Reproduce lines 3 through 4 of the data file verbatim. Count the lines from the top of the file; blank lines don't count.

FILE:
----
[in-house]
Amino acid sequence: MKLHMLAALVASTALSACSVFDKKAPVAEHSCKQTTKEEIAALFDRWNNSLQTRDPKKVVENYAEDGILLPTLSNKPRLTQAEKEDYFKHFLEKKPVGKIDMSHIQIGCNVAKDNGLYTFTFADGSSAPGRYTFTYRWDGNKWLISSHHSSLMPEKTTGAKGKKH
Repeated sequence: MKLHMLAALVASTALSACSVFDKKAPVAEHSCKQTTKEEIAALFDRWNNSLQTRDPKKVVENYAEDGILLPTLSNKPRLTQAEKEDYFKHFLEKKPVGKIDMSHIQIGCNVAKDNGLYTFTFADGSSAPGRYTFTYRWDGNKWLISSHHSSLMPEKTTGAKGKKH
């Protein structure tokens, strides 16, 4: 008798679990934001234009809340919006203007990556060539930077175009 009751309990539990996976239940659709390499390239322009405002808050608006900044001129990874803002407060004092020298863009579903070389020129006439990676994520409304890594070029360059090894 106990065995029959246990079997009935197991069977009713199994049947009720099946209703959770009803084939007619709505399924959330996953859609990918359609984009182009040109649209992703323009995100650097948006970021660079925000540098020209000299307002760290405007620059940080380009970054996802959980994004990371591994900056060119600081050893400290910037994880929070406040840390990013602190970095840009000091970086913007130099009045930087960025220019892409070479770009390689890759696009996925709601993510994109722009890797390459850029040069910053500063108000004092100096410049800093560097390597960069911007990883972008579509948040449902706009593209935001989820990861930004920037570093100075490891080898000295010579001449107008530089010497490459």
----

Repeated sequence: MKLHMLAALVASTALSACSVFDKKAPVAEHSCKQTTKEEIAALFDRWNNSLQTRDPKKVVENYAEDGILLPTLSNKPRLTQAEKEDYFKHFLEKKPVGKIDMSHIQIGCNVAKDNGLYTFTFADGSSAPGRYTFTYRWDGNKWLISSHHSSLMPEKTTGAKGKKH
């Protein structure tokens, strides 16, 4: 008798679990934001234009809340919006203007990556060539930077175009 009751309990539990996976239940659709390499390239322009405002808050608006900044001129990874803002407060004092020298863009579903070389020129006439990676994520409304890594070029360059090894 106990065995029959246990079997009935197991069977009713199994049947009720099946209703959770009803084939007619709505399924959330996953859609990918359609984009182009040109649209992703323009995100650097948006970021660079925000540098020209000299307002760290405007620059940080380009970054996802959980994004990371591994900056060119600081050893400290910037994880929070406040840390990013602190970095840009000091970086913007130099009045930087960025220019892409070479770009390689890759696009996925709601993510994109722009890797390459850029040069910053500063108000004092100096410049800093560097390597960069911007990883972008579509948040449902706009593209935001989820990861930004920037570093100075490891080898000295010579001449107008530089010497490459």